Systematic (order, family) – Rodentia, Muridae
Description – A large dark rodent, with a scaly, hairless tail, which is longer than its body. The ears are long and rounded, but the eyes are small. They have sharp incisors, which grown continuously, that are adapted for grinding hard foods, for digging, and for defense. The incisors covered at the front side with hard enamel that doesn't erode and at the back side soft dentin. The front legs also used for holding food while eating and for digging.
Distribution in the country and worldwide – Found around the world on every continent except Antarctica. Widespread all over Palestine.
Habitat – In the desert region it lives in localities and oases. Widespread in cities and farms.
Behavior – largely nocturnal, excellent climbers, swimmers, and runners. In scattered population they are solitary or live in pairs, but in densely populated areas they live in groups with a well-defined social hierarchy. Each group has one dominant male, several inferior males and several females. They mark their territories using scent glands and leave trails of dung and urine. They have a very good sense of smell, hearing and vision. Rats are omnivores, but prefer fruits, vegetables, and seeds and will also consume meat, insects, bird eggs, chicks, small mammals, and household waste. They are able to eat about a third of their weight and drink up to 38 ml of water per day.
Breeding/mating (season, how and where) – The Rats reproductive capacity is very high, and reproduction occurs throughout the year. The dominant male in the group will mate with all the females, who produces 3-6 litters a year with 5-10 pups in each. Pregnancy lasts 21-22 days. After birth, the female puts her young in the nest, which she built in advance. The pups are born small, hairless, blind and helpless, weighing 5-10 grams and open their eyes at the age of two weeks and are weaned at three weeks. At six weeks they become independent and at the age of three months they reach sexual maturity. Rats live about a year in wild settings and 3-4 years around human settlements.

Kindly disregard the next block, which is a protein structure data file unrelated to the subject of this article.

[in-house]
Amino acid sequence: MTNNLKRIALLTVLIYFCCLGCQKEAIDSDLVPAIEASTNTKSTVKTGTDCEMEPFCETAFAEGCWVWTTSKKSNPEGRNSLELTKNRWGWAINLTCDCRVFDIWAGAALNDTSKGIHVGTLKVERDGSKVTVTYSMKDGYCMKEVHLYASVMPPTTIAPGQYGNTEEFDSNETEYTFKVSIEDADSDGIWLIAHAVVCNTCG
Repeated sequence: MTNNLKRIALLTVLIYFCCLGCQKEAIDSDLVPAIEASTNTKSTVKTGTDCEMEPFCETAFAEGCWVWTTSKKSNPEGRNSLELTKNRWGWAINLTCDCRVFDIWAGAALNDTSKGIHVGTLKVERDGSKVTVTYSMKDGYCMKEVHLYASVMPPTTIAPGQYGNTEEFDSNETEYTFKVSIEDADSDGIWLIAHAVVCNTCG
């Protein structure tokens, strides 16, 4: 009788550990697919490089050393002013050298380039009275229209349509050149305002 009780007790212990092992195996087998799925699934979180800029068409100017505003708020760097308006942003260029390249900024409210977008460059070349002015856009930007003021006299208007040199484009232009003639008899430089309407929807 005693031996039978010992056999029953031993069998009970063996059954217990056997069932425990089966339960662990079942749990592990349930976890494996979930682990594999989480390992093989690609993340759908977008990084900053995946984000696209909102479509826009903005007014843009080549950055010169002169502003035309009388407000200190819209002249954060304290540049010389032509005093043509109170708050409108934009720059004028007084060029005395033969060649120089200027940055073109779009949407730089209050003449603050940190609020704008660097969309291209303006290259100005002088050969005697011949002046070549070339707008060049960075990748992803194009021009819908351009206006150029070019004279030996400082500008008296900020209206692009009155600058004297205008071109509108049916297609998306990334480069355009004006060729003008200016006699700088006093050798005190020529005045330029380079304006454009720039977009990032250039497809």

Weight and size – Body length of about 18cm. Tail length of about 21.5cm. Weight averages 150g (100-200g).
Threats and hazards – Because they cause serious damage to agriculture in plantations, chew electric and telephone cables, many are poisoned or trapped. Their natural enemies are snakes, owls and mammalian predators. Cannibalism is also a dominant factor, with newly born rats being eaten by adults from other colonies.
Cool facts – Rats are very suspicious about new foods, and if one is found, the group will send one rat to taste and check the food. If the rat dies it gives a warning to the group.
Conservation status – Least concern